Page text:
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Last updated : May 2, 2019
Stimulants are a class of drugs that speed up the messages between the brain and the body. They can make a person feel more awake, alert, confident or energetic.1
Large doses of stimulants can cause over-stimulation, causing anxiety, panic, seizures, headaches, stomach cramps, aggression and paranoia. Long-term use of strong stimulants can also cause a number of adverse effects. Stimulants include caffeine, nicotine, amphetamines, and cocaine.
Illicit stimulants usually are snorted, swallowed, smoked or injected. Prescribed stimulants are usually taken orally, and the duration of effects differs depending on the type.1,2
There is no safe level of drug use.
Use of any drug always carries some risk. It’s important to be careful when taking any type of drug.
Stimulants affect everyone differently, based on:
Generally speaking, in small to low doses the following effects may be experienced:
Higher doses may result in:
The effects of taking stimulants with other drugs − including over-the-counter or prescribed medications − can be unpredictable and dangerous, and could cause:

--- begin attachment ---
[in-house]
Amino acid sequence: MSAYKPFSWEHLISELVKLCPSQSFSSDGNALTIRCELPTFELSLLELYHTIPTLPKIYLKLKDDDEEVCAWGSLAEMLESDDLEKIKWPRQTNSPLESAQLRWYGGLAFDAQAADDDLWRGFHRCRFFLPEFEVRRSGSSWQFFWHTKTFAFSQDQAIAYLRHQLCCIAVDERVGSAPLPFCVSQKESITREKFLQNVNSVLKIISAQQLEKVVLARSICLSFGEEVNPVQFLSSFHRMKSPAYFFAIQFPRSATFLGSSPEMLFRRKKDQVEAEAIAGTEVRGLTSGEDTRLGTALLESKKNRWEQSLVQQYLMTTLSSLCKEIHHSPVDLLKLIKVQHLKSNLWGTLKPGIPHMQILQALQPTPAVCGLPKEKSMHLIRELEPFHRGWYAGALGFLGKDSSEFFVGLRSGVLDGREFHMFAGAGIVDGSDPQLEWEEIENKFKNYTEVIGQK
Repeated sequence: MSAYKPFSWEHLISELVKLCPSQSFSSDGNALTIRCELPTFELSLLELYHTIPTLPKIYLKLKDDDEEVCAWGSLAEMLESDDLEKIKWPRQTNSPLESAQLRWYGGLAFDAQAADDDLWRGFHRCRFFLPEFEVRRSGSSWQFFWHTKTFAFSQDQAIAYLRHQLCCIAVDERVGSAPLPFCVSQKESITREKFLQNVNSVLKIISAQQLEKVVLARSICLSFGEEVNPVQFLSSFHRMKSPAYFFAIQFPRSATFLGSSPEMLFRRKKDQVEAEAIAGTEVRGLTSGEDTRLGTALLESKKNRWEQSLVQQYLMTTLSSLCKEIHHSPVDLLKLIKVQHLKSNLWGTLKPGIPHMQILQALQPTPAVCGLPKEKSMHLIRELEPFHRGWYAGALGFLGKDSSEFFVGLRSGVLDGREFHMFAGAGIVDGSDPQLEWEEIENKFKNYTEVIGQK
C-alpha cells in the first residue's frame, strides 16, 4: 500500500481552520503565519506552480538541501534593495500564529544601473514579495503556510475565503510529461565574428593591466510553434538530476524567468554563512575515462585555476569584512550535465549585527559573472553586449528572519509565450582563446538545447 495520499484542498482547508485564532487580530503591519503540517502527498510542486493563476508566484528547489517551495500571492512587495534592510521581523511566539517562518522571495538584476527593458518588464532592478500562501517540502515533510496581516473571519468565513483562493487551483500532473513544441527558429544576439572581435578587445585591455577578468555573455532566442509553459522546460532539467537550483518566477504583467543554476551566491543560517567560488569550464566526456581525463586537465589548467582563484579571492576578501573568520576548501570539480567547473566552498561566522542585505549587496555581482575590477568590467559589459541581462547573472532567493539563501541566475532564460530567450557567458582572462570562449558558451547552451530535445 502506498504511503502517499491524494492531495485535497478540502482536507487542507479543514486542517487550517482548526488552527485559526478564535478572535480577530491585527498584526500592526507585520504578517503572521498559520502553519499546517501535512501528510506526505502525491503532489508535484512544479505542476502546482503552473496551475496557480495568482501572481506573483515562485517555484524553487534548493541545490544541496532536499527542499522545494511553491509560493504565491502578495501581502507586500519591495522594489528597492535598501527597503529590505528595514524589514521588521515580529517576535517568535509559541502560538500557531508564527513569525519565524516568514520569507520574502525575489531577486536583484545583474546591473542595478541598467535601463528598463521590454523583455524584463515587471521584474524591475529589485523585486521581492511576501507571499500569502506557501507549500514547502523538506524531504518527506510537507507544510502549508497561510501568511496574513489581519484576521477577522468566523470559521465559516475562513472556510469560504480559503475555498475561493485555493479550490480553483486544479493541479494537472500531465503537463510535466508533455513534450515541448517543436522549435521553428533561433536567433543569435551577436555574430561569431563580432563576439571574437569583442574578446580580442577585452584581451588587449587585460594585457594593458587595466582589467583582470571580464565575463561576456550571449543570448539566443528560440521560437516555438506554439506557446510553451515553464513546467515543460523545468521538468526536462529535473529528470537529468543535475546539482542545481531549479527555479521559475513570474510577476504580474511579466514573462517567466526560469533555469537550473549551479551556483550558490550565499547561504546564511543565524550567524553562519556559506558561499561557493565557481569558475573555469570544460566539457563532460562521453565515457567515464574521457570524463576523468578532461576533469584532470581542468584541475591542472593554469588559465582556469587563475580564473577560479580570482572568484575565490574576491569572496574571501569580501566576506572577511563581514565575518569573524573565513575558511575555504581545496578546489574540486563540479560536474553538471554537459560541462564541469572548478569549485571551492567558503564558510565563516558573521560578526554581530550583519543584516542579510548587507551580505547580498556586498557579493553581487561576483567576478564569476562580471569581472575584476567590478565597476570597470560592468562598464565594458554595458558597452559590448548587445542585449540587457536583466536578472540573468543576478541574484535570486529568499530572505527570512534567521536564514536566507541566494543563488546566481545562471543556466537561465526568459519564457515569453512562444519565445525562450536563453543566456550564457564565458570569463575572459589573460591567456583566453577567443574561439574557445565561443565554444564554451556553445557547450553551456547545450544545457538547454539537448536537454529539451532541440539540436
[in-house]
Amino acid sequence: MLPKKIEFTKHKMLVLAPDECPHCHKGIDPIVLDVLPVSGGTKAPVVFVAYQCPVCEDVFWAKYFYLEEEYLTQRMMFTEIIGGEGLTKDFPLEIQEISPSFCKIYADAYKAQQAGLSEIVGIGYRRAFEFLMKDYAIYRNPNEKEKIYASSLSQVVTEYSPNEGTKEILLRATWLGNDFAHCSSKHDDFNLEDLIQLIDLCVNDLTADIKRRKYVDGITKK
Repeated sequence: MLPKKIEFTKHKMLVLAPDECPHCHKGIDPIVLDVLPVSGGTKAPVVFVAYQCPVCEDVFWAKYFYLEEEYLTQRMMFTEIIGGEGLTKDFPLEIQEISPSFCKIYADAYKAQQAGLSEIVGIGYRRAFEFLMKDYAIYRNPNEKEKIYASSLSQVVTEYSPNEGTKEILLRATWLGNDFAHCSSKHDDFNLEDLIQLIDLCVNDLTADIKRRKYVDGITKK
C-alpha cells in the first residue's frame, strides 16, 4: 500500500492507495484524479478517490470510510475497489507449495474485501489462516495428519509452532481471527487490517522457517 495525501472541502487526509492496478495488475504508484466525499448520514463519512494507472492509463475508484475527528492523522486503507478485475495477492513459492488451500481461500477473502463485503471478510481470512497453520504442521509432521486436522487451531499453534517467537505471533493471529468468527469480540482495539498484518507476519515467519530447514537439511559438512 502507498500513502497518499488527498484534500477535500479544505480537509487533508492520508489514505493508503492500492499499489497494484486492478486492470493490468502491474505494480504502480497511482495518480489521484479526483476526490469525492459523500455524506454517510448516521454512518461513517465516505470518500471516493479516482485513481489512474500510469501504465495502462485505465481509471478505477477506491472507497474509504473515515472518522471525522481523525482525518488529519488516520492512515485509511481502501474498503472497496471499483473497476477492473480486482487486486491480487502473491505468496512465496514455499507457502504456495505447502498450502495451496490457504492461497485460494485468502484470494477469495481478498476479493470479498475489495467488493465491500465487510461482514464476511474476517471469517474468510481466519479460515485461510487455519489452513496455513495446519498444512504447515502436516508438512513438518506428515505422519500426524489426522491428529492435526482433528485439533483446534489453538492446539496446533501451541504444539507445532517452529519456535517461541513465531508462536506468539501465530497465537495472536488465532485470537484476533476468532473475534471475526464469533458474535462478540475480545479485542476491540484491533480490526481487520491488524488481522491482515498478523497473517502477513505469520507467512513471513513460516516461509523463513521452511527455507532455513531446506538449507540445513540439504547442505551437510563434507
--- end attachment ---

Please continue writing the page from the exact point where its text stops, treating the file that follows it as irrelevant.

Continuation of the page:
Use of stimulants is likely to be more dangerous when:
People who use stimulants regularly can develop dependence and tolerance to them. Tolerance means they need to take larger amounts of stimulants to get the same effect. Dependence on stimulants can be psychological, physical, or both. People who are dependent on stimulants find that using the drug becomes far more important than other activities in their life. They crave them and find it very difficult to stop using them. People who are psychologically dependent on stimulants may find they feel an urge to use them when they are in specific surroundings or socialising with friends. Physical dependence occurs when a person’s body adapts to the stimulants and gets used to functioning with the stimulant present.